• Stronger social bonds. It’s no secret that people like to feel appreciated. Gratitude kept to yourself can have tremendous benefits. But expressing your gratitude makes it real to you and benefits the recipient. It is also tied to your physical and mental well-being. And importantly, expressing your gratitude often build connections and improve your relationships. 
    • Resilience. Gratitude has the effect of helping us to refocus on positive emotions. It guides us to take an optimistic, solution-oriented approach to the challenges that we encounter in life. Both of which are hugely important to building resilience. Resilience, in turn, improves our overall quality of life by enabling us to bounce back from the hardships we face. 

If the idea of beginning a gratitude practice feels overwhelming or cheesy, keep in mind that it doesn’t have to be difficult. You can start small by setting aside time each day to think or write about three things that you’re grateful for, or writing a gratitude letter once a week. If you’re comfortable expressing your gratitude, set a goal for yourself to tell someone that you appreciate them every day. After all—you’ve got nothing to lose, and so much to gain! (Quote source here.)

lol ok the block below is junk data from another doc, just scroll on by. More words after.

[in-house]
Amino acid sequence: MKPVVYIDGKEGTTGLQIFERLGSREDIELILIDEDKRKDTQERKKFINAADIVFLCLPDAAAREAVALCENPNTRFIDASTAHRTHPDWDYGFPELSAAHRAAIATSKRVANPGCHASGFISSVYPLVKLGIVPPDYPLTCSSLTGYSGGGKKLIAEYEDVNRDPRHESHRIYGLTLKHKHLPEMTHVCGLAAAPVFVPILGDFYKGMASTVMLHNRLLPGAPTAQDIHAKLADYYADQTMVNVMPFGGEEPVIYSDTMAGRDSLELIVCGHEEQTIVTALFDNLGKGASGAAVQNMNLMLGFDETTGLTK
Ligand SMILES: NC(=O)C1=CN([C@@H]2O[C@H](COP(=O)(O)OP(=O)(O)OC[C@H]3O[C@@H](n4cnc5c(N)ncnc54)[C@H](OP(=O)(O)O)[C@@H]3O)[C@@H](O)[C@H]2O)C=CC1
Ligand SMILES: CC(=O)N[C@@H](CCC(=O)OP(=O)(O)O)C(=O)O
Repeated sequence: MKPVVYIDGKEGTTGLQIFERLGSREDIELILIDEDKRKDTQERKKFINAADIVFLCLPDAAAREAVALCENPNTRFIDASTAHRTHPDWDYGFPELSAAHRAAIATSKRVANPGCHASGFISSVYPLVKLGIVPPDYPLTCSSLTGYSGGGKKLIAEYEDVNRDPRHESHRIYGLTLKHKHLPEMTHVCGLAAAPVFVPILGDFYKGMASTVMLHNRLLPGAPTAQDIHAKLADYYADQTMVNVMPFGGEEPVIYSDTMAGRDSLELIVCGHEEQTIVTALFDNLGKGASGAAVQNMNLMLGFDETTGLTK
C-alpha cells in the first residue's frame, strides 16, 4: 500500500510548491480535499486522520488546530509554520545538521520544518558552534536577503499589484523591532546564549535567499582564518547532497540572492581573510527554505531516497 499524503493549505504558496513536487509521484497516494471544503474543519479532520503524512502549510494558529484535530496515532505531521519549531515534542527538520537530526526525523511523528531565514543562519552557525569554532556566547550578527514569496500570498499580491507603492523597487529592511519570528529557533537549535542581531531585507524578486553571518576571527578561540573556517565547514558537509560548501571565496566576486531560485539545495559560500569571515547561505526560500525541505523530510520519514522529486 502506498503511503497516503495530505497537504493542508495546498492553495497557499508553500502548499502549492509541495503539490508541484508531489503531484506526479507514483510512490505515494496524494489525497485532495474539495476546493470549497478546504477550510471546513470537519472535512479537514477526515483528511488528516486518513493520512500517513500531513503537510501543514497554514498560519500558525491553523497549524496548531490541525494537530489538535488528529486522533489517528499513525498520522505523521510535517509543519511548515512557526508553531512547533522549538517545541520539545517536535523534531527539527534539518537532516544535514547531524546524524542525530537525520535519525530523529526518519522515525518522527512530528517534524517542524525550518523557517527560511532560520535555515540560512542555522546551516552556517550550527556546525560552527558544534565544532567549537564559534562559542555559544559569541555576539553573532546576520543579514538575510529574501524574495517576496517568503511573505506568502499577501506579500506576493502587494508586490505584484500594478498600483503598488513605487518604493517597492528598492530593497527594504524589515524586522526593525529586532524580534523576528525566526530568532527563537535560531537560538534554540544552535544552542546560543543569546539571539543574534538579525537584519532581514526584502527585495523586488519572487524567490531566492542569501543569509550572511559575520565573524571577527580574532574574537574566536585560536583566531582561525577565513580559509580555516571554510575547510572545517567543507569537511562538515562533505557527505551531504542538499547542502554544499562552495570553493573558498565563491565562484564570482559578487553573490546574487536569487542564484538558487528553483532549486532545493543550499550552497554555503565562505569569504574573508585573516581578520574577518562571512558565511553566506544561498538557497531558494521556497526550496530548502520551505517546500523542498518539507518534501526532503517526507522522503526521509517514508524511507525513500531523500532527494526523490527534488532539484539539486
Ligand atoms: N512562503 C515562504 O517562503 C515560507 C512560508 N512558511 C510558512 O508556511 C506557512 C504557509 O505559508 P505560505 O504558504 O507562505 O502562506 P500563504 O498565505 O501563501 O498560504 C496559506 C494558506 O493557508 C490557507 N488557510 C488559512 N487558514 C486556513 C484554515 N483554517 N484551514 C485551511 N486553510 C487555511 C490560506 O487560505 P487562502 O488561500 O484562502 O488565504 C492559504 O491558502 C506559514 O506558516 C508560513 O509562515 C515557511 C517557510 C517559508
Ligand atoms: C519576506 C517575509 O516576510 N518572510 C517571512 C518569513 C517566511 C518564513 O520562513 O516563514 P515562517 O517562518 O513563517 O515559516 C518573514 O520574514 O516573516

Next, is an article title, Six Habits of Highly Grateful People,” published on November 20, 2013, by Jeremy Adam Smith, who edits the online magazine, Greater Good. He states:

I’m terrible at gratitude.

How bad am I? I’m so bad at gratitude that most days, I don’t notice the sunlight on the leaves of the Berkeley oaks as I ride my bike down the street. I forget to be thankful for the guy who hand-brews that delicious cup of coffee I drink mid-way through every weekday morning. I don’t even know the dude’s name!

I usually take for granted that I have legs to walk on, eyes to see with, arms I can use to hug my son. I forget my son! Well, I don’t actually forget about him, at least as a physical presence; I generally remember to pick him up from school and feed him dinner. But as I face the quotidian slings and arrows of parenthood, I forget all the time how much he’s changed my life for the better.